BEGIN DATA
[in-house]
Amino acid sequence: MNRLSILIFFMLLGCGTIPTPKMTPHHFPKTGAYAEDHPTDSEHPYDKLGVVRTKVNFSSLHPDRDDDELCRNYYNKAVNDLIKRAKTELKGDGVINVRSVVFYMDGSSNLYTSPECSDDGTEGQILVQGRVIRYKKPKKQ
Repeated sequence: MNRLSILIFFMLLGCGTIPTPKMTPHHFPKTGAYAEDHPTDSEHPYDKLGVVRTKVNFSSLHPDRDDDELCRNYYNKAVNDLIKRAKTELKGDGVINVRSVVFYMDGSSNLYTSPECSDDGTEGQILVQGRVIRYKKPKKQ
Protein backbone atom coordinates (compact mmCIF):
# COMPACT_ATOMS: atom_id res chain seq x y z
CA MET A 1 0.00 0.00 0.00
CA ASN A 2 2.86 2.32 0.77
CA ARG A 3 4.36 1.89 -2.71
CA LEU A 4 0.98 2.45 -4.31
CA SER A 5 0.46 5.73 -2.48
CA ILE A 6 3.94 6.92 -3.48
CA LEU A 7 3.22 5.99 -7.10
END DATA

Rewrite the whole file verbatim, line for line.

[in-house]
Amino acid sequence: MNRLSILIFFMLLGCGTIPTPKMTPHHFPKTGAYAEDHPTDSEHPYDKLGVVRTKVNFSSLHPDRDDDELCRNYYNKAVNDLIKRAKTELKGDGVINVRSVVFYMDGSSNLYTSPECSDDGTEGQILVQGRVIRYKKPKKQ
Repeated sequence: MNRLSILIFFMLLGCGTIPTPKMTPHHFPKTGAYAEDHPTDSEHPYDKLGVVRTKVNFSSLHPDRDDDELCRNYYNKAVNDLIKRAKTELKGDGVINVRSVVFYMDGSSNLYTSPECSDDGTEGQILVQGRVIRYKKPKKQ
Protein backbone atom coordinates (compact mmCIF):
# COMPACT_ATOMS: atom_id res chain seq x y z
CA MET A 1 0.00 0.00 0.00
CA ASN A 2 2.86 2.32 0.77
CA ARG A 3 4.36 1.89 -2.71
CA LEU A 4 0.98 2.45 -4.31
CA SER A 5 0.46 5.73 -2.48
CA ILE A 6 3.94 6.92 -3.48
CA LEU A 7 3.22 5.99 -7.10